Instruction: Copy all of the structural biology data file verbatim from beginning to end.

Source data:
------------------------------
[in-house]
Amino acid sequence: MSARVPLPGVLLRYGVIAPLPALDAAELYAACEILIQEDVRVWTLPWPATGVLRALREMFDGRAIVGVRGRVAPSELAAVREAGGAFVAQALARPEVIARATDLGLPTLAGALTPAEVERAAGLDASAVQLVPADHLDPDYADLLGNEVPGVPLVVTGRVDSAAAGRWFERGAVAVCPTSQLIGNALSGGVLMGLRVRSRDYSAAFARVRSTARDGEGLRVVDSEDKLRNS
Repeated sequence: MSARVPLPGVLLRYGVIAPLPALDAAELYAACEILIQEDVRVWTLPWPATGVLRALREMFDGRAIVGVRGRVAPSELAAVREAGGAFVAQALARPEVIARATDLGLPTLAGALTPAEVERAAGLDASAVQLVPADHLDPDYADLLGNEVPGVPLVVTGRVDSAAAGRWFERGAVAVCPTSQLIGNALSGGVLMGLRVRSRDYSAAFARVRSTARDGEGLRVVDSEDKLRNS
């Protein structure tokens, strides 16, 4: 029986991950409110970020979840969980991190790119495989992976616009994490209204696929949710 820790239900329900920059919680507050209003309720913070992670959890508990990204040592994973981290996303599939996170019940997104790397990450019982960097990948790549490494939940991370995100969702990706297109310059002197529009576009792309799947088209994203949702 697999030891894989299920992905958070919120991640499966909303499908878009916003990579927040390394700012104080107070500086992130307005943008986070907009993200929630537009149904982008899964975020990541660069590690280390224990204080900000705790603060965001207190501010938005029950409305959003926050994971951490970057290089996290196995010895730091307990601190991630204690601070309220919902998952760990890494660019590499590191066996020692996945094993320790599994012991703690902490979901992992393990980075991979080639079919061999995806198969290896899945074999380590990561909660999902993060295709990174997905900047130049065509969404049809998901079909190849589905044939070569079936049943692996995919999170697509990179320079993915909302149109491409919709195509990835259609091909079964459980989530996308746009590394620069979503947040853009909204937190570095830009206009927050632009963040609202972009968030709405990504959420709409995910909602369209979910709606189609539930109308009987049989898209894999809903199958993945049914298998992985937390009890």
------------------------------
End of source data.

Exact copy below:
[in-house]
Amino acid sequence: MSARVPLPGVLLRYGVIAPLPALDAAELYAACEILIQEDVRVWTLPWPATGVLRALREMFDGRAIVGVRGRVAPSELAAVREAGGAFVAQALARPEVIARATDLGLPTLAGALTPAEVERAAGLDASAVQLVPADHLDPDYADLLGNEVPGVPLVVTGRVDSAAAGRWFERGAVAVCPTSQLIGNALSGGVLMGLRVRSRDYSAAFARVRSTARDGEGLRVVDSEDKLRNS
Repeated sequence: MSARVPLPGVLLRYGVIAPLPALDAAELYAACEILIQEDVRVWTLPWPATGVLRALREMFDGRAIVGVRGRVAPSELAAVREAGGAFVAQALARPEVIARATDLGLPTLAGALTPAEVERAAGLDASAVQLVPADHLDPDYADLLGNEVPGVPLVVTGRVDSAAAGRWFERGAVAVCPTSQLIGNALSGGVLMGLRVRSRDYSAAFARVRSTARDGEGLRVVDSEDKLRNS
């Protein structure tokens, strides 16, 4: 029986991950409110970020979840969980991190790119495989992976616009994490209204696929949710 820790239900329900920059919680507050209003309720913070992670959890508990990204040592994973981290996303599939996170019940997104790397990450019982960097990948790549490494939940991370995100969702990706297109310059002197529009576009792309799947088209994203949702 697999030891894989299920992905958070919120991640499966909303499908878009916003990579927040390394700012104080107070500086992130307005943008986070907009993200929630537009149904982008899964975020990541660069590690280390224990204080900000705790603060965001207190501010938005029950409305959003926050994971951490970057290089996290196995010895730091307990601190991630204690601070309220919902998952760990890494660019590499590191066996020692996945094993320790599994012991703690902490979901992992393990980075991979080639079919061999995806198969290896899945074999380590990561909660999902993060295709990174997905900047130049065509969404049809998901079909190849589905044939070569079936049943692996995919999170697509990179320079993915909302149109491409919709195509990835259609091909079964459980989530996308746009590394620069979503947040853009909204937190570095830009206009927050632009963040609202972009968030709405990504959420709409995910909602369209979910709606189609539930109308009987049989898209894999809903199958993945049914298998992985937390009890």